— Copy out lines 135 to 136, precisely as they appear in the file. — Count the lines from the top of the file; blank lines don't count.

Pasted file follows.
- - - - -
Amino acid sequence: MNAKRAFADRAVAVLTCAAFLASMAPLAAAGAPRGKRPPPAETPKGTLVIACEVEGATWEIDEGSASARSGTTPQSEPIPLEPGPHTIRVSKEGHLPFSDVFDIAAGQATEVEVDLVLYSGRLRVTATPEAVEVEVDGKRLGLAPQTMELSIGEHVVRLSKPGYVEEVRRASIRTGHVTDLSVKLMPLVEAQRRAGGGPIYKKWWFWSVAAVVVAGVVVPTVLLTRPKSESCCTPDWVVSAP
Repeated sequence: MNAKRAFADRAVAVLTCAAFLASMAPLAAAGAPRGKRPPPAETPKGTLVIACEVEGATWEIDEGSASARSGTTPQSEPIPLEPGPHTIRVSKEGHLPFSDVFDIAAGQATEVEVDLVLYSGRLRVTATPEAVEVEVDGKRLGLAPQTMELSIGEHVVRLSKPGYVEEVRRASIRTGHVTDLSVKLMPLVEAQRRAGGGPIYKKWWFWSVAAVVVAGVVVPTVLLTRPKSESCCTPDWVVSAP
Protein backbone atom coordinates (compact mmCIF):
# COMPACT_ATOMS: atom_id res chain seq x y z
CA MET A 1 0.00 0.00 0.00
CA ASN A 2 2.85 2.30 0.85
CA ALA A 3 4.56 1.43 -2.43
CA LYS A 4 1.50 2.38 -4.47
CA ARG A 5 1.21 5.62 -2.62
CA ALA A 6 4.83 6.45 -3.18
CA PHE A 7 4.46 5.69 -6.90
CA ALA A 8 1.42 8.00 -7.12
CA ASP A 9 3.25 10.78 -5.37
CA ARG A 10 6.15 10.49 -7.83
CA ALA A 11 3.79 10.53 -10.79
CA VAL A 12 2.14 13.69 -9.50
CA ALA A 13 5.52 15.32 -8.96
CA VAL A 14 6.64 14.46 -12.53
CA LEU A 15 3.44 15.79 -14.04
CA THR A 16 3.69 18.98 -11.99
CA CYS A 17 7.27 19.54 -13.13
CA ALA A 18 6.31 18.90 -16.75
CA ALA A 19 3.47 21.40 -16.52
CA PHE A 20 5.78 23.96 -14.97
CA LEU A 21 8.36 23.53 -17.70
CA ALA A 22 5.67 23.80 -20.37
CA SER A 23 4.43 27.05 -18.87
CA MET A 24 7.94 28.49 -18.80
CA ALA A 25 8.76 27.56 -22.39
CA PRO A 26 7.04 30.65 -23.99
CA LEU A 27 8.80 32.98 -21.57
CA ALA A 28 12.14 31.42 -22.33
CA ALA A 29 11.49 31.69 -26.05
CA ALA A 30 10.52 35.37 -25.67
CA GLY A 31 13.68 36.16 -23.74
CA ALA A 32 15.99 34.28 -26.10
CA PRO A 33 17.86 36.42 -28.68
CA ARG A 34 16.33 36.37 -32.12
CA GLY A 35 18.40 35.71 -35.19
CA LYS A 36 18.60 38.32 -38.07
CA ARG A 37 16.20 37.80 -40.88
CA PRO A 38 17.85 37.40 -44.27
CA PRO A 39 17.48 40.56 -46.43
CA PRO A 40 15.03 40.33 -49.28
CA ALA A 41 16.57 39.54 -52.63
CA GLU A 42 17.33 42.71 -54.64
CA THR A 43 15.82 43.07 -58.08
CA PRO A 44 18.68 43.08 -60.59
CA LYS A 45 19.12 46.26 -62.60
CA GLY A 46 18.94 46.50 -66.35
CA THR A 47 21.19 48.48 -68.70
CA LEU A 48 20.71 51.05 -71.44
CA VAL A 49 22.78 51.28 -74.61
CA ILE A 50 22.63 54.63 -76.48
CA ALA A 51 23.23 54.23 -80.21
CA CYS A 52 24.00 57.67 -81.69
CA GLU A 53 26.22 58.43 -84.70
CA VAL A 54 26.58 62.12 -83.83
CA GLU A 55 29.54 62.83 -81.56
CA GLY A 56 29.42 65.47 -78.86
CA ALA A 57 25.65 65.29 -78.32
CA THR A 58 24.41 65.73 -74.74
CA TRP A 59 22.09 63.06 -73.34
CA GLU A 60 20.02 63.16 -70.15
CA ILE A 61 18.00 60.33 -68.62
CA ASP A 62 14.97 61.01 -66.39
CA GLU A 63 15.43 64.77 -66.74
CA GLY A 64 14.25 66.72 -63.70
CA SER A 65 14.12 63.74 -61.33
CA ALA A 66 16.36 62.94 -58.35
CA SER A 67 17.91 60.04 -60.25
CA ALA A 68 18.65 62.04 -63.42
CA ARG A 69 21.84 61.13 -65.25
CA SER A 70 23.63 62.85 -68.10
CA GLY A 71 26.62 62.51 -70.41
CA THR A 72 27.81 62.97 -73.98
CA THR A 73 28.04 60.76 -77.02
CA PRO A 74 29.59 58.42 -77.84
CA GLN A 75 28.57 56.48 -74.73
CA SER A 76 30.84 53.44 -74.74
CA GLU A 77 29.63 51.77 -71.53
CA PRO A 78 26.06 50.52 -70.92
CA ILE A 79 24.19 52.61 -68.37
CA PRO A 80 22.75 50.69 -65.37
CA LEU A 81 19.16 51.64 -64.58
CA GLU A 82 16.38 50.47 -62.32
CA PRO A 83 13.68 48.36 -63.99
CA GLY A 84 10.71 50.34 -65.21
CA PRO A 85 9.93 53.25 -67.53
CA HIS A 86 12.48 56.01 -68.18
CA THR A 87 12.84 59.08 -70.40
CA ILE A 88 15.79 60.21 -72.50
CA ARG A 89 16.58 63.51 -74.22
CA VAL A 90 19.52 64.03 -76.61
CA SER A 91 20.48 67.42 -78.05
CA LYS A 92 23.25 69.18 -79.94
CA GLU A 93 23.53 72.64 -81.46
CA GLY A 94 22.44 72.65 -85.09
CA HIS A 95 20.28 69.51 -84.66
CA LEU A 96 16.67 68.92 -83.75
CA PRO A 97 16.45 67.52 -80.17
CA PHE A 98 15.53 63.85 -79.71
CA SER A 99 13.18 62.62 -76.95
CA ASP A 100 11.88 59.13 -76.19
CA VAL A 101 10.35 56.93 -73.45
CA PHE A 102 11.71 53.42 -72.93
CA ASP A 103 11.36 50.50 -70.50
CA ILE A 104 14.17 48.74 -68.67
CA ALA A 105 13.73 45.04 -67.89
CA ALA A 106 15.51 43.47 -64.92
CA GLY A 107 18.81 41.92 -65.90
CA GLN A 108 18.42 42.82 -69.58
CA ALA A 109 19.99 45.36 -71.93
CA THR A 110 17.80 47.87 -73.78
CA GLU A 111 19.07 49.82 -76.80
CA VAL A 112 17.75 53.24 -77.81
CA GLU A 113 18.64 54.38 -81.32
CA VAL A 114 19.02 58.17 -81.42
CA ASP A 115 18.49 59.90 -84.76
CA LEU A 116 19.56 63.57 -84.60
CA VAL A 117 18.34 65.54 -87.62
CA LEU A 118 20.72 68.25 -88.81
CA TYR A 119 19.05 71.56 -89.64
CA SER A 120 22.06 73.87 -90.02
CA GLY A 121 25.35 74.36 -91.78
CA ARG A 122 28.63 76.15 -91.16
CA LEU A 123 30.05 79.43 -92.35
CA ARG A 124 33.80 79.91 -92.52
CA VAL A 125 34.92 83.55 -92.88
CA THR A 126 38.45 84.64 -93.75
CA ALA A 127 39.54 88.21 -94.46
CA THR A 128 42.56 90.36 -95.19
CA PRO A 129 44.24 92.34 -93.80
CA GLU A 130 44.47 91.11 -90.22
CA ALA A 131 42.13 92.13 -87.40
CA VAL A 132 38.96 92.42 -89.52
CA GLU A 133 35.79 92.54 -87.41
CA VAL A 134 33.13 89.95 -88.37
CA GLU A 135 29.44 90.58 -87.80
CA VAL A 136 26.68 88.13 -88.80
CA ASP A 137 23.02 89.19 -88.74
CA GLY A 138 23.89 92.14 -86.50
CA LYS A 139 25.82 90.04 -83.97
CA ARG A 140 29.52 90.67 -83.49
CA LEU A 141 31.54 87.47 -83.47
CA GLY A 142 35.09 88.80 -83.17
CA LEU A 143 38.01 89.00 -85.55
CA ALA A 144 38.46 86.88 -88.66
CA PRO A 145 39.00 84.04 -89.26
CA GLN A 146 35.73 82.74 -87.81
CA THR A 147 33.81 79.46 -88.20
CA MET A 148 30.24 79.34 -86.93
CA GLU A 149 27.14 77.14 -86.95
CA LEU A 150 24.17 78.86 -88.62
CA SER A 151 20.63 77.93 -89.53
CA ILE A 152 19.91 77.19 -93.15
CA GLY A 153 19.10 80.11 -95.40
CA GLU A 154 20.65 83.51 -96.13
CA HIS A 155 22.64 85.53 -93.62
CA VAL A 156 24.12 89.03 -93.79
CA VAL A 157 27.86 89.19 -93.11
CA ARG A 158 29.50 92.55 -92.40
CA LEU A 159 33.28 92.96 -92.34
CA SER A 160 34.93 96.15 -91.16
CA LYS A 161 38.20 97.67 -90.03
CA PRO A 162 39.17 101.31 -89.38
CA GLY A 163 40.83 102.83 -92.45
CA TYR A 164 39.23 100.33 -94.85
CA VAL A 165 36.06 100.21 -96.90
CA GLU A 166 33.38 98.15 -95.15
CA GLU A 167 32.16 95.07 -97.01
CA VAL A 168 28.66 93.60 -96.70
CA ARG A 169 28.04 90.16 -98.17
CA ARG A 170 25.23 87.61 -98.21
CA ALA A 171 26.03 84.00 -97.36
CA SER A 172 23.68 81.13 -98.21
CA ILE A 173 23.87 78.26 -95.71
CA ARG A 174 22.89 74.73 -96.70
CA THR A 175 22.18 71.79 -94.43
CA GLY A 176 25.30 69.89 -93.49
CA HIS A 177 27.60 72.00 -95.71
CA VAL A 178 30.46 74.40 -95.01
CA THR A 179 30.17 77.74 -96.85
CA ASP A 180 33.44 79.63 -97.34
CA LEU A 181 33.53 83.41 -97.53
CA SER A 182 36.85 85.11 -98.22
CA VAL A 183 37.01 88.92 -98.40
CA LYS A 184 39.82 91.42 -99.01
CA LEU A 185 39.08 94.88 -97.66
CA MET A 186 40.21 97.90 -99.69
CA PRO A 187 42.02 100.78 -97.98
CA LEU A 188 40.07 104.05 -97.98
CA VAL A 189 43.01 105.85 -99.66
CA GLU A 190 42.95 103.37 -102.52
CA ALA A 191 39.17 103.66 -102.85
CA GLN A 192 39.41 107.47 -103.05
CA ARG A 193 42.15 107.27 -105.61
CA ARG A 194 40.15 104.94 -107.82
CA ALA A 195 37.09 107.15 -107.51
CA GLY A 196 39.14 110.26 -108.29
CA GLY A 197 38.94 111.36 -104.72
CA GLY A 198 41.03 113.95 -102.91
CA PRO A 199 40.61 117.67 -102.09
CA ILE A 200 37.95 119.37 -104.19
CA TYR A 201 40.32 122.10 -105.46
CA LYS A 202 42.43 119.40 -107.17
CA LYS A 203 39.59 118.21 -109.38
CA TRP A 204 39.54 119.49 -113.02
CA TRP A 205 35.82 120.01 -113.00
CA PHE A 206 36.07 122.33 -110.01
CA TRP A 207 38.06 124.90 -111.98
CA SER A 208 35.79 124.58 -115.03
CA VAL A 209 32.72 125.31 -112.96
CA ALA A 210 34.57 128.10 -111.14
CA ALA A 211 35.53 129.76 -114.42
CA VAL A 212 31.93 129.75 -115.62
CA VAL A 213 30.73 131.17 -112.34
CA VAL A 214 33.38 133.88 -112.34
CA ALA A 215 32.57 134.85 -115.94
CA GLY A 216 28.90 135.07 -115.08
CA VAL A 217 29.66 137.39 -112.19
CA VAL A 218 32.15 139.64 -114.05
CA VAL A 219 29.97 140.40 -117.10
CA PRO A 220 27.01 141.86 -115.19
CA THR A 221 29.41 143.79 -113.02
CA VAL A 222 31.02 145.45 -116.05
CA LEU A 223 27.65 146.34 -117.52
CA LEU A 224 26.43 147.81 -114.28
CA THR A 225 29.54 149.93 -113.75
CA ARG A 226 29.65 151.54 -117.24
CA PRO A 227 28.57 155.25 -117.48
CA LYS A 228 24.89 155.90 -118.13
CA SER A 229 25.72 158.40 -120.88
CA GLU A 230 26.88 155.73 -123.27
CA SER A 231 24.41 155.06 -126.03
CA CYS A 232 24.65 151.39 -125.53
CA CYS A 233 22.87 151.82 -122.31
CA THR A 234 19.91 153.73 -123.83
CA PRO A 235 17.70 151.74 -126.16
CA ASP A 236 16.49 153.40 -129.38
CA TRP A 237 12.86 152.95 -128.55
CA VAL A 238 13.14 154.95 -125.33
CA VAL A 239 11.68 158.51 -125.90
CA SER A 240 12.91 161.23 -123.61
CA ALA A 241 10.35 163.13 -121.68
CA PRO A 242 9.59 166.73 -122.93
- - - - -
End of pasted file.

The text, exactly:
CA ALA A 131 42.13 92.13 -87.40
CA VAL A 132 38.96 92.42 -89.52